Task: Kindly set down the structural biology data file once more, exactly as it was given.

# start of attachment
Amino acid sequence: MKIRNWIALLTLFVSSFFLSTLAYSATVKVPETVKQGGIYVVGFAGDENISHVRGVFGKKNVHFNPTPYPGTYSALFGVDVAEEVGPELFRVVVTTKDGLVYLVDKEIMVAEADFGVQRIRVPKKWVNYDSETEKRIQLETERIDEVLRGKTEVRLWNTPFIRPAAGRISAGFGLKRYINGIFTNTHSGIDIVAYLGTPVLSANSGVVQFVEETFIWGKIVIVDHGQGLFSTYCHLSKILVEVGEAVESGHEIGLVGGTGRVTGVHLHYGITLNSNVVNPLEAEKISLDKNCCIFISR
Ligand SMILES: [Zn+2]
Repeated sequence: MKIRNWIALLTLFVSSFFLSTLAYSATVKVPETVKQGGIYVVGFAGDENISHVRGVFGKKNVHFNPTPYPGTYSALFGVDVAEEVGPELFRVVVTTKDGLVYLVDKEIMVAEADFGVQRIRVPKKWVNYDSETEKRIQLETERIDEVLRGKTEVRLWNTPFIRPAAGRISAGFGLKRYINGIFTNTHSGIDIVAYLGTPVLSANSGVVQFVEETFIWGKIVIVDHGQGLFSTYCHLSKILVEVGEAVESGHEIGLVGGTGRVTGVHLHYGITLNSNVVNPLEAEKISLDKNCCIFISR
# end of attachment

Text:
Amino acid sequence: MKIRNWIALLTLFVSSFFLSTLAYSATVKVPETVKQGGIYVVGFAGDENISHVRGVFGKKNVHFNPTPYPGTYSALFGVDVAEEVGPELFRVVVTTKDGLVYLVDKEIMVAEADFGVQRIRVPKKWVNYDSETEKRIQLETERIDEVLRGKTEVRLWNTPFIRPAAGRISAGFGLKRYINGIFTNTHSGIDIVAYLGTPVLSANSGVVQFVEETFIWGKIVIVDHGQGLFSTYCHLSKILVEVGEAVESGHEIGLVGGTGRVTGVHLHYGITLNSNVVNPLEAEKISLDKNCCIFISR
Ligand SMILES: [Zn+2]
Repeated sequence: MKIRNWIALLTLFVSSFFLSTLAYSATVKVPETVKQGGIYVVGFAGDENISHVRGVFGKKNVHFNPTPYPGTYSALFGVDVAEEVGPELFRVVVTTKDGLVYLVDKEIMVAEADFGVQRIRVPKKWVNYDSETEKRIQLETERIDEVLRGKTEVRLWNTPFIRPAAGRISAGFGLKRYINGIFTNTHSGIDIVAYLGTPVLSANSGVVQFVEETFIWGKIVIVDHGQGLFSTYCHLSKILVEVGEAVESGHEIGLVGGTGRVTGVHLHYGITLNSNVVNPLEAEKISLDKNCCIFISR